4 — Summary & Conclusions

CHAPTER FOUR

SUMMARY AND CONCLUSIONS
I have attempted to present plau­si­ble rea­son­ing and evi­dence in sup­port of the the­sis that fam­i­lies in a mod­ern cor­po­ra­tion of Delaware descen­dants in Idaho share cul­tural ele­ments at deep lev­els of social orga­ni­za­tion with ances­tral Delawaran and Lenape fam­i­lies. I have sug­gested that the strong role played by fam­ily struc­ture in their daily lives is greatly respon­si­ble for the sur­vival of these eth­nies, of which the fam­ily is a micro­cosm. I am of the admit­tedly spec­u­la­tive opin­ion that the process of eth­ni­fi­ca­tion observed in the Delawares of Idaho mir­rors a process seen in his­toric con­texts, and sus­pected, from lin­guis­tic evi­dence, prehistorically.

The metaphor, or ide­ol­ogy, of kin­ship is present in many of the rela­tions between ear­lier Delaware groups and other groups, as well as the nat­ural and super­nat­ural uni­verse. While this metaphor is not noted in utter­ances or other overt behav­ior by infor­mants for this study, there are sev­eral aspects of their iden­tity which reflect the impor­tance of kin rela­tions, and the per­cep­tual salience of kin­ship. The most impor­tant of these is the descent based demar­ca­tion, or bound­ary they main­tain by genealog­i­cal doc­u­men­ta­tion, by incor­po­ra­tion, y pow­wow, and by par­tic­i­pa­tion as infor­mants and sub­jects of ethnography.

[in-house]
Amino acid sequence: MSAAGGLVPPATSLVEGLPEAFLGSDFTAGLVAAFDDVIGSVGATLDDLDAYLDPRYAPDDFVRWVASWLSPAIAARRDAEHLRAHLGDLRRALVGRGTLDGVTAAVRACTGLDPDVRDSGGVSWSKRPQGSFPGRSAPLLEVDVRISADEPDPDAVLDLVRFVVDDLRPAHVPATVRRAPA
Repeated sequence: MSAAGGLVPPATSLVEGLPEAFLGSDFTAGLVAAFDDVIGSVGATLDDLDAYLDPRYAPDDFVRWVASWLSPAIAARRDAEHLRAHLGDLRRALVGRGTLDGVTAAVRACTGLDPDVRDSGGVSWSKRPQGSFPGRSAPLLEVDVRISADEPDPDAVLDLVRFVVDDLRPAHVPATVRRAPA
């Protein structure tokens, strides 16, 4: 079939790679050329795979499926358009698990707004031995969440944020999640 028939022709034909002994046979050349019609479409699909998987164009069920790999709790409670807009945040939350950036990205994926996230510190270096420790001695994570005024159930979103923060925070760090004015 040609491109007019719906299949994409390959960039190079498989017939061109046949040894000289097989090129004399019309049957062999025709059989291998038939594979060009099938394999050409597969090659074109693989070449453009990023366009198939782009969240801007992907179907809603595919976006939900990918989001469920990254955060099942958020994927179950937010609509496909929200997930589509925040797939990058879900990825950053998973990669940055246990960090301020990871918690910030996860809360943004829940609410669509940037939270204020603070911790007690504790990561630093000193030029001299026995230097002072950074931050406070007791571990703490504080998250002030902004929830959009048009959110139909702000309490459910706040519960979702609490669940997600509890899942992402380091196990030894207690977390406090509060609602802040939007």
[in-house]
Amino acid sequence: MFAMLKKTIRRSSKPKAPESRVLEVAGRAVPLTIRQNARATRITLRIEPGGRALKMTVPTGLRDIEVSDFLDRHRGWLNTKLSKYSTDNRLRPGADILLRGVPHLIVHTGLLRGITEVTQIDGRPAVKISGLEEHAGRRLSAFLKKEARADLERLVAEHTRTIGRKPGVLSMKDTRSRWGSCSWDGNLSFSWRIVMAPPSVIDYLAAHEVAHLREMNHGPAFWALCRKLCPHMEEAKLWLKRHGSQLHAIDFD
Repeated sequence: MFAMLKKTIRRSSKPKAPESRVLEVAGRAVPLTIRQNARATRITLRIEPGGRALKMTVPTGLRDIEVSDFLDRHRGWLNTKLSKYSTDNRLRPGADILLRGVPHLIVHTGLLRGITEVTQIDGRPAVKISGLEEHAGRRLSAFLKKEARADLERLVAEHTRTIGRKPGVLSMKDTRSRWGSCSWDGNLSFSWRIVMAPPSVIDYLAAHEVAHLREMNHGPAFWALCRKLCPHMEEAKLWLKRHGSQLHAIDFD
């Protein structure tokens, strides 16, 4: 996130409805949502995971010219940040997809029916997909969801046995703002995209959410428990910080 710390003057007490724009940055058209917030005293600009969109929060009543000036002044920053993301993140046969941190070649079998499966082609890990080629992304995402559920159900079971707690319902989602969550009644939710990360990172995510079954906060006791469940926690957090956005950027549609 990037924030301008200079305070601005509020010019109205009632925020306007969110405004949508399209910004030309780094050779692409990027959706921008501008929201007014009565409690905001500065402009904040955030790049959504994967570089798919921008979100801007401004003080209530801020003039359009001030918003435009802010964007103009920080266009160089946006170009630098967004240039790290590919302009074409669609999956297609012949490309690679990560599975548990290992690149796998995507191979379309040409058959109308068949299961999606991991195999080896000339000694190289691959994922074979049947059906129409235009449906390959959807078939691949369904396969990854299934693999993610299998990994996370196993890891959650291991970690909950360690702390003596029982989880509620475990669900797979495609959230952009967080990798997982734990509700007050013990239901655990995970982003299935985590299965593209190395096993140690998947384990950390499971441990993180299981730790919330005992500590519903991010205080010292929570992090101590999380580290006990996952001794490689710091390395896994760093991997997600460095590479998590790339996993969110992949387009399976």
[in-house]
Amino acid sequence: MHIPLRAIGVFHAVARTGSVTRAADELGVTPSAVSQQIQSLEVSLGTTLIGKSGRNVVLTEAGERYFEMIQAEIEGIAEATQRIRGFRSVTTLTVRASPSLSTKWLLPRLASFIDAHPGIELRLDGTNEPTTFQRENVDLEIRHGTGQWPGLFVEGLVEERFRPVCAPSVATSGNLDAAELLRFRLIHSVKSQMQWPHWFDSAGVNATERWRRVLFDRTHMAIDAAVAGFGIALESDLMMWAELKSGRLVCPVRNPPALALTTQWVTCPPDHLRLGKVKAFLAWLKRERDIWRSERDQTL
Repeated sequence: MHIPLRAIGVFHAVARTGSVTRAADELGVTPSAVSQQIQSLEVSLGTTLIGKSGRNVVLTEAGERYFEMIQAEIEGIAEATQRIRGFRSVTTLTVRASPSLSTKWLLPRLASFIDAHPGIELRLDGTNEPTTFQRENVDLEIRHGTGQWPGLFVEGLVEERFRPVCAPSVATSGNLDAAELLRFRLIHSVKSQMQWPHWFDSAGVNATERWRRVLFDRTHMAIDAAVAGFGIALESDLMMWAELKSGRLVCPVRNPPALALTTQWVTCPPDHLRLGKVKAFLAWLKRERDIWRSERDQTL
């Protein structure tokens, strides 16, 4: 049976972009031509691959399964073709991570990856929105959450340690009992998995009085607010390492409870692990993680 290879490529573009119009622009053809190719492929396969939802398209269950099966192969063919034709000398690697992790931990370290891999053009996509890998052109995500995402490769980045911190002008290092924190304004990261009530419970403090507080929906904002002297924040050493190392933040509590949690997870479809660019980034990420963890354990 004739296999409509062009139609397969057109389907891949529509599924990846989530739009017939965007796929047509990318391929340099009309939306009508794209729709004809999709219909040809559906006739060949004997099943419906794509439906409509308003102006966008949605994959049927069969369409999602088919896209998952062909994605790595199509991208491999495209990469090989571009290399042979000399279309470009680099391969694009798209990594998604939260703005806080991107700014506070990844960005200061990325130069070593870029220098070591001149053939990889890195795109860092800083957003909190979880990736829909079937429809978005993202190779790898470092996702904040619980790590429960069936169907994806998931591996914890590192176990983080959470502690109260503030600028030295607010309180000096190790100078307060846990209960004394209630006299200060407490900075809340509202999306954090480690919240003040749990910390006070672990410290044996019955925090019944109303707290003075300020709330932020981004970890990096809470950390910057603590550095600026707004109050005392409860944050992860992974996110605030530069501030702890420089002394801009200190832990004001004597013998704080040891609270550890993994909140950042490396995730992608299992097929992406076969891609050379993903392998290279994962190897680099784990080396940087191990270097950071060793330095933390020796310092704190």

Ter­ri­to­ri­al­ity is the uni­fy­ing prin­ci­ple around which is gath­ered aspi­ra­tions of group, rather resem­bling a vil­lage clus­ter, of fam­i­lies in pur­suit of a com­mon goal. The goal is the recov­ery of lost allot­ment (s) in Okla­homa Indian Ter­ri­tory. This, and related legal his­tory (see appen­dix) is part of the polit­i­cal buoy­ancy which both depresses by slow bureau­cratic grind, and stim­u­lates in the way that doing some­thing after long inac­tion can accomplish.